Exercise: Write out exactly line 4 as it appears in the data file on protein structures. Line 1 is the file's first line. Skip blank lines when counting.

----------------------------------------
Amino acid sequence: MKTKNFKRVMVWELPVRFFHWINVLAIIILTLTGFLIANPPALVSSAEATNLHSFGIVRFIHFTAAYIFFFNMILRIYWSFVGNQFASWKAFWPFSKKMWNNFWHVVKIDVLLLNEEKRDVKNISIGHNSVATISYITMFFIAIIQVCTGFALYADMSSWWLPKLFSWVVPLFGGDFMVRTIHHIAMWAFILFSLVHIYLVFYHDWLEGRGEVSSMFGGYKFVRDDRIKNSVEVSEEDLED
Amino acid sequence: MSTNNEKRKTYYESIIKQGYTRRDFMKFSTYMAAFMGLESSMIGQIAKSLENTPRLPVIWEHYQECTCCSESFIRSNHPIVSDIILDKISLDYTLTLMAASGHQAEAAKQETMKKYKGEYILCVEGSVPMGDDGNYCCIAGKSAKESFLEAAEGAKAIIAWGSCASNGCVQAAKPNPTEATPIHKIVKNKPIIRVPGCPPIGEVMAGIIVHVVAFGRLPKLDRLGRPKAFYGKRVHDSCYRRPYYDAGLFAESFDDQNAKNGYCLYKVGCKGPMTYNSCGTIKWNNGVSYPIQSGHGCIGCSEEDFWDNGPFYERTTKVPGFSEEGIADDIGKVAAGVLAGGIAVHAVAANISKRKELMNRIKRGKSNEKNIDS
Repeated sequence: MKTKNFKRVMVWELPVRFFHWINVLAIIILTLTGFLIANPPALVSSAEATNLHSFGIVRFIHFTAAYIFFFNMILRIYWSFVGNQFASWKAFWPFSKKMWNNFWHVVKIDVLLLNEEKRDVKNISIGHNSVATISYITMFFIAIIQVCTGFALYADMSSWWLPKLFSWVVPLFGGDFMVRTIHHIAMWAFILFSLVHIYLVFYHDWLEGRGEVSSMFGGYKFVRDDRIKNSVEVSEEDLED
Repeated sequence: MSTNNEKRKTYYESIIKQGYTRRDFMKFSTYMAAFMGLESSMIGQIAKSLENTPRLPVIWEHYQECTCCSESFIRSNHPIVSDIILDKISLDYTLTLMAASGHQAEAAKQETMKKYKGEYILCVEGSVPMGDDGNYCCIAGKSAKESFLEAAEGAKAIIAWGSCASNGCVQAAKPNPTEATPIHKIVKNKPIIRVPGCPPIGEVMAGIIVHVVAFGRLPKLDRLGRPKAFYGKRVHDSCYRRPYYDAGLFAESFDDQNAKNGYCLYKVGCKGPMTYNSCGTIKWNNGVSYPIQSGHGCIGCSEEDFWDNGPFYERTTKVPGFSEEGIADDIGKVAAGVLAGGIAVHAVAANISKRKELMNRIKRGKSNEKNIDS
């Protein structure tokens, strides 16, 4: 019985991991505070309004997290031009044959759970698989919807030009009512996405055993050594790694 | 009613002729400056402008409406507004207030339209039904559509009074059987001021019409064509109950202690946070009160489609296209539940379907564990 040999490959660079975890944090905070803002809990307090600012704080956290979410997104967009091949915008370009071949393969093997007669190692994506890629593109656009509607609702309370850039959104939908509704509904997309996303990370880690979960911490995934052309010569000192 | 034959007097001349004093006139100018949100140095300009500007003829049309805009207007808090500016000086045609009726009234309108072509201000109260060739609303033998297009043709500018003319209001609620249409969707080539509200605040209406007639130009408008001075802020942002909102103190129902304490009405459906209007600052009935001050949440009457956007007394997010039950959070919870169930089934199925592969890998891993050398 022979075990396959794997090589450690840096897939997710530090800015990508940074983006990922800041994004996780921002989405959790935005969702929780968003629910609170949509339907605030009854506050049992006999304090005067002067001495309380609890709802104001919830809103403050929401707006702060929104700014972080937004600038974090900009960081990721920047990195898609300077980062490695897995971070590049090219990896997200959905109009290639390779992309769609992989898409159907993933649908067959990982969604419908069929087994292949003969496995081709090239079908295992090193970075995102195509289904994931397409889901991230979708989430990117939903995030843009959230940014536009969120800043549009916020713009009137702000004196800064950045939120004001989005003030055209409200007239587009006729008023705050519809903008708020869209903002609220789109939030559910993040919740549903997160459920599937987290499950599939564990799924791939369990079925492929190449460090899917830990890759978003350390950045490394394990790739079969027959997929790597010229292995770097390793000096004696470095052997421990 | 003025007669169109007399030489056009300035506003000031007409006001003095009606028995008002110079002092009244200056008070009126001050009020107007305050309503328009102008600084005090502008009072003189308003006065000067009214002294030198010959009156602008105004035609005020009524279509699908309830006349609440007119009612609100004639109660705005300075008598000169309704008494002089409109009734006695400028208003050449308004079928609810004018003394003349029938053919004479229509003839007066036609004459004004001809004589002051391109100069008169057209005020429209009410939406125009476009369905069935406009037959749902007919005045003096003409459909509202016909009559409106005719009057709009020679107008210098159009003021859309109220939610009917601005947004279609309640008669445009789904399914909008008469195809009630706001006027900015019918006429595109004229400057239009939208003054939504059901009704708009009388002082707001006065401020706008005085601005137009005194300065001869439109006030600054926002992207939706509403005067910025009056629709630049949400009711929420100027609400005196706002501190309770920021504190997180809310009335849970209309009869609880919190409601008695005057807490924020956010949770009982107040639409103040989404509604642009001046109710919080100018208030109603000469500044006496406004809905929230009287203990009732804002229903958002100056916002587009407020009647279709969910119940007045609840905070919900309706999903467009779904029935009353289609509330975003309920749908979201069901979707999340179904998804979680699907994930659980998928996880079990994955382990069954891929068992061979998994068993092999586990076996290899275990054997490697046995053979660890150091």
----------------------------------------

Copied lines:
Repeated sequence: MSTNNEKRKTYYESIIKQGYTRRDFMKFSTYMAAFMGLESSMIGQIAKSLENTPRLPVIWEHYQECTCCSESFIRSNHPIVSDIILDKISLDYTLTLMAASGHQAEAAKQETMKKYKGEYILCVEGSVPMGDDGNYCCIAGKSAKESFLEAAEGAKAIIAWGSCASNGCVQAAKPNPTEATPIHKIVKNKPIIRVPGCPPIGEVMAGIIVHVVAFGRLPKLDRLGRPKAFYGKRVHDSCYRRPYYDAGLFAESFDDQNAKNGYCLYKVGCKGPMTYNSCGTIKWNNGVSYPIQSGHGCIGCSEEDFWDNGPFYERTTKVPGFSEEGIADDIGKVAAGVLAGGIAVHAVAANISKRKELMNRIKRGKSNEKNIDS